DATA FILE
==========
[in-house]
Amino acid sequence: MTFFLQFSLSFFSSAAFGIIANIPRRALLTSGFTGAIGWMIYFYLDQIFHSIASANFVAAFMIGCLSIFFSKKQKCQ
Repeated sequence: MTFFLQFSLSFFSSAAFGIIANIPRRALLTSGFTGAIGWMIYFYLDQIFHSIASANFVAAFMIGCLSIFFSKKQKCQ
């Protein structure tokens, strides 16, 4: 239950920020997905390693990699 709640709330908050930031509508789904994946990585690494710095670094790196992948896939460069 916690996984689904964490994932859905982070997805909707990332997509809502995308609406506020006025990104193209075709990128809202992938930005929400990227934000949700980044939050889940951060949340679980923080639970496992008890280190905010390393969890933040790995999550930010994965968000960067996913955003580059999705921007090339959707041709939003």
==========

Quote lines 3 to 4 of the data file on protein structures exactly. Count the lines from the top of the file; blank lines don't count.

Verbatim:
Repeated sequence: MTFFLQFSLSFFSSAAFGIIANIPRRALLTSGFTGAIGWMIYFYLDQIFHSIASANFVAAFMIGCLSIFFSKKQKCQ
């Protein structure tokens, strides 16, 4: 239950920020997905390693990699 709640709330908050930031509508789904994946990585690494710095670094790196992948896939460069 916690996984689904964490994932859905982070997805909707990332997509809502995308609406506020006025990104193209075709990128809202992938930005929400990227934000949700980044939050889940951060949340679980923080639970496992008890280190905010390393969890933040790995999550930010994965968000960067996913955003580059999705921007090339959707041709939003």